Then the music comes in and it has a breathy quality and a breathy rhythm. It subtly introduces the idea of slowing your breathing and it takes you on a journey of three acts. At times it’s challenging – it’s not a piece of spa music. There are bits of electronics and there is a lot of space and it’s a gentle, undulating piece of music.

“It’s a real cathartic purging of daily thoughts and the things that occupy your mind.” Colin Nightingale, co-founder, A Right/Left Project

How have people responded to it?

Colin: A lot of people have come out of it saying that for the first time in a long time they didn’t have anything in their head. It’s a real cathartic purging of daily thoughts and the things that occupy your mind. It’s proved to be quite transformative.

Tell us about the sound system.

Colin: The music comes out of an 8.1 system (eight L-Acoustics 5XT full-range loudspeakers, one L-Acoustics Syva sub, three L-Acoustics LA4X four-channel amps) installed in the room using L-Acoustics speakers. The speakers are hidden in the walls and the ceiling. A lot of people coming in were so confused as to where the sound was coming from and how it was happening. The room is so clean, and we wanted to make sure that the technology isn’t visible. It’s all about removing that busyness from the space.

How did L-Acoustics come to be involved?

Colin: We’ve worked with L-Acoustics before. The version of Beyond The Road in Seoul had L-Acoustics as an audio partner, and there was a connection between someone at The Standard and L-Acoustics in London. So, with these connections we spoke to them and they quickly said they wanted to get involved. They provided the speakers and the amps. We really wanted to elevate the audio element of the experience.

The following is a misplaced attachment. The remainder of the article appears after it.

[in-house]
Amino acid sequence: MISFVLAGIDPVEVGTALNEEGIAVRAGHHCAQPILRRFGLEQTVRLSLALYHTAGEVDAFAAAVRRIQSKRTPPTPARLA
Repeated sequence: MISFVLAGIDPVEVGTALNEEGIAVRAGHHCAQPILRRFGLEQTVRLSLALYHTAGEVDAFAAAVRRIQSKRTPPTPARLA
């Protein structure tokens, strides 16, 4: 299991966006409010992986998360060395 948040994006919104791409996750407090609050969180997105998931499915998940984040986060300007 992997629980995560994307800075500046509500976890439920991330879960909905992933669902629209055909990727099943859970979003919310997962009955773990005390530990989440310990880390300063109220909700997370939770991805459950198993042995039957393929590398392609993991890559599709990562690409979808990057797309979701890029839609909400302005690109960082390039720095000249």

Stephen: L-Acoustics systems are silky smooth. It really has elevated the audio, especially the sub. It’s like a warm hug that cradles you through to the next phase of the listening experience. There is a crescendo in the middle of the piece… but we don’t want to elaborate on that too much as we don’t want to give anything away for those who want to experience it.

Colin: The pinnacle is about two thirds of the way in, because it was really important to us that we didn’t build to a massive crescendo and then it ends, as the arc of this whole thing is that we want to ease people back out. So, it peaks, then breaks down, and then builds back up but in a slightly different way, and it leaves people feeling as though they are suspended in sound. And then, a bit like a yoga session, it’s open ended as to when you get up and leave the room.

Do you have any plans to take The Retiring Room to a new location, or return to The Standard?

Stephen: This version of it is coming to a conclusion but the response from The Standard has been really good, so it may pop up here again. But it can have a life in different places, and because of our background, we have created something very much informed by the design of the room here. The core concept is quite transferable to something that could be scaled up.